I have to thank Cindy for pointing me in the direction of this very fabulous article on New Years Eve - Hogmanay in Scotland.
My father hails from Auld Reekie and has memories of First Footing.
Courtesy of Rampant Scotland :-
"First footing" (that is, the "first foot" in the house after midnight) is still common in Scotland. To ensure good luck for the house, the first foot should be male, dark (believed to be a throwback to the Viking days when blond strangers arriving on your doorstep meant trouble) and should bring symbolic coal, shortbread, salt, black bun and whisky. These days, however, whisky and perhaps shortbread are the only items still prevalent (and available).
According to my father first footing in his young day meant visiting all your friends and neighbours and having a drink and there were people who kept going around for days after the New Year first footing....Talk about chancers!
The reference to someone dark and the old superstition regarding blondes harking back to the Vikings raises a rather interesting point. At one point researches thought the key to red hair lay in a combination of a mixture of dark and light haired parents. Could this explain all those hats touted in tourist shops? A tartan concoction with a fringe of red hair? Could this also explain red heads legendary tempers? Could the Vikings a group of people depicted as war like invaders be the cause behind the rage? But then the early Scots whose roots lie in the Celtic people certainly wern't shy about coming forward, after all the Romans in the end thought life would be easier to deal with the Northaners if they built a wall and kept them out of England.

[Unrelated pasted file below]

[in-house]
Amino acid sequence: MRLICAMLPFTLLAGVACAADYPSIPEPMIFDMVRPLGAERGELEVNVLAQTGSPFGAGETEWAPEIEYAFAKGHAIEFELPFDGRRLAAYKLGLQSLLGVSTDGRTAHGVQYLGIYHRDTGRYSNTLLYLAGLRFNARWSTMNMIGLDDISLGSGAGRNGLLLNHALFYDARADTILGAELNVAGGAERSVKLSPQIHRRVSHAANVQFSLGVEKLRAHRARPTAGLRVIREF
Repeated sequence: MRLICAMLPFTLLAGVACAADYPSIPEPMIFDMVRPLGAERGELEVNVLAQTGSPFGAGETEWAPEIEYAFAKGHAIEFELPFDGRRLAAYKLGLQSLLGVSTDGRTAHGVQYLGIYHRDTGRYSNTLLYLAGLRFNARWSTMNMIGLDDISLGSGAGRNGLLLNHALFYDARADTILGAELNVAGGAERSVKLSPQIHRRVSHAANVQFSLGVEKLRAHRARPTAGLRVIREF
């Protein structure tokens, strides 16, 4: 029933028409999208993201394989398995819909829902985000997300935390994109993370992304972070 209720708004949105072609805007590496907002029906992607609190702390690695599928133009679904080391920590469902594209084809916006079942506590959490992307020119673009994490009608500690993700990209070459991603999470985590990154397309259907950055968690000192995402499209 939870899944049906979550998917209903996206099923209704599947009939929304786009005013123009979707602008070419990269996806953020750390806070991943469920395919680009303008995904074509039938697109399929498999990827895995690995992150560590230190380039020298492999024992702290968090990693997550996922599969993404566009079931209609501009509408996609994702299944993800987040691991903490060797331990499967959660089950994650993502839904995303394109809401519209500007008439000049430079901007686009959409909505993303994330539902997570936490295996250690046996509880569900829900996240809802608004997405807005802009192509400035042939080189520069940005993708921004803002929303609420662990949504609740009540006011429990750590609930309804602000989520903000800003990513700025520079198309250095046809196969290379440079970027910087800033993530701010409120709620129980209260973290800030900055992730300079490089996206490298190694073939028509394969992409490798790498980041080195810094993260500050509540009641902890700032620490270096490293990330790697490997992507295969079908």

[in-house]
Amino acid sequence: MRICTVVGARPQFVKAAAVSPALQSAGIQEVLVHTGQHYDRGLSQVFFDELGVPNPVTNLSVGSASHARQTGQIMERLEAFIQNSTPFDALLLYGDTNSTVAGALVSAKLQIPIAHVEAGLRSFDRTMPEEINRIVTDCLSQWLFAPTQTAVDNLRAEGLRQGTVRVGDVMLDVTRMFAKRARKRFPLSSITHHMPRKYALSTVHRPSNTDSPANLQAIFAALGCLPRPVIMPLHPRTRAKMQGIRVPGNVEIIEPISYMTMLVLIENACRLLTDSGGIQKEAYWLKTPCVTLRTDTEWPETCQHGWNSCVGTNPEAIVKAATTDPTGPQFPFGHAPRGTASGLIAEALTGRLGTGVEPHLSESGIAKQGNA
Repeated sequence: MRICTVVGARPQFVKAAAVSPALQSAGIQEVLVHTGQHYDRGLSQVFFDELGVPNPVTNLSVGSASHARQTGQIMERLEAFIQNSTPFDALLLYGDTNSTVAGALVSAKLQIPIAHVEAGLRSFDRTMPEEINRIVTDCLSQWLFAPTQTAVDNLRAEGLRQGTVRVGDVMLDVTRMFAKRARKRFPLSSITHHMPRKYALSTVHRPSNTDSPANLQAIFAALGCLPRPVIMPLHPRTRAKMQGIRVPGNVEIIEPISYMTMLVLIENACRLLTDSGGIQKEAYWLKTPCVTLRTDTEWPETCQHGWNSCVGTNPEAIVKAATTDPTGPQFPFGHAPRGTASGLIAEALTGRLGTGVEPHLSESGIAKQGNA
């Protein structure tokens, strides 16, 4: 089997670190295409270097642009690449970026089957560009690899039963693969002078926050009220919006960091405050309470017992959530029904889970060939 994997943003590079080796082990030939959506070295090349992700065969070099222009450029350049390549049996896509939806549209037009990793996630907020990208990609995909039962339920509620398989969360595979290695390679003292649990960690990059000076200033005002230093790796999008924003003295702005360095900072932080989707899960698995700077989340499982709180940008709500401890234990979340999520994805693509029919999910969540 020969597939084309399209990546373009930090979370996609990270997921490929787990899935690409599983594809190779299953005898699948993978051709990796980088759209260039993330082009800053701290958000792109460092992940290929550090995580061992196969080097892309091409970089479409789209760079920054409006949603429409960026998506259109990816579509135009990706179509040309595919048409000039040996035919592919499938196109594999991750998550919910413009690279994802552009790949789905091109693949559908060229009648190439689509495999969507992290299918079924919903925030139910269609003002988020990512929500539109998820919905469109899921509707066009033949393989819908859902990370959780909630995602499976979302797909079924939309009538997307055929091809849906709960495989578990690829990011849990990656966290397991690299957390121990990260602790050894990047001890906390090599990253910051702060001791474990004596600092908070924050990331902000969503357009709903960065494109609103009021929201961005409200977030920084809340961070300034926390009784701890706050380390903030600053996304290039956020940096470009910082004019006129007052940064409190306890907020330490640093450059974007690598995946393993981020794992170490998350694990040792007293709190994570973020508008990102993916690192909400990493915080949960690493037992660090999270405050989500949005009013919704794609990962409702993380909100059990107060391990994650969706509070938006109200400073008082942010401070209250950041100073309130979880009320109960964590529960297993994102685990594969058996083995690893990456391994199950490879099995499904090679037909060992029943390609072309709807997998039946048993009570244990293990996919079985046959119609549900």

Another interesting point the article mentioned was the fact that until the 1950's, Christmas was banned in Scotland. It has something to do with the Protesent's seeing it as too "Catholic". My Grandmother who was originaly from England went to live in Scotland after she married my Grandfather and when she first moved up she was shocked that there was no Christmas! I have to admit I find it hard to comprehend when she told the story and since my father has since told it.
Enough food for thought tonight I think, I have a date with the Edinbourgh Tattoo and a piece of shortbread. Which brings one last point I have to raise, watching the Australian Tattoo they talked about why it was called a Tattoo (something I myself have wondered), it stems back to the 1800's and the drum beat that signified to pub land lords they must turn off the beer taps and soldiers to return to their barracks.
Learn something everyday!
A boan fide war like red head and damn perplexed by it.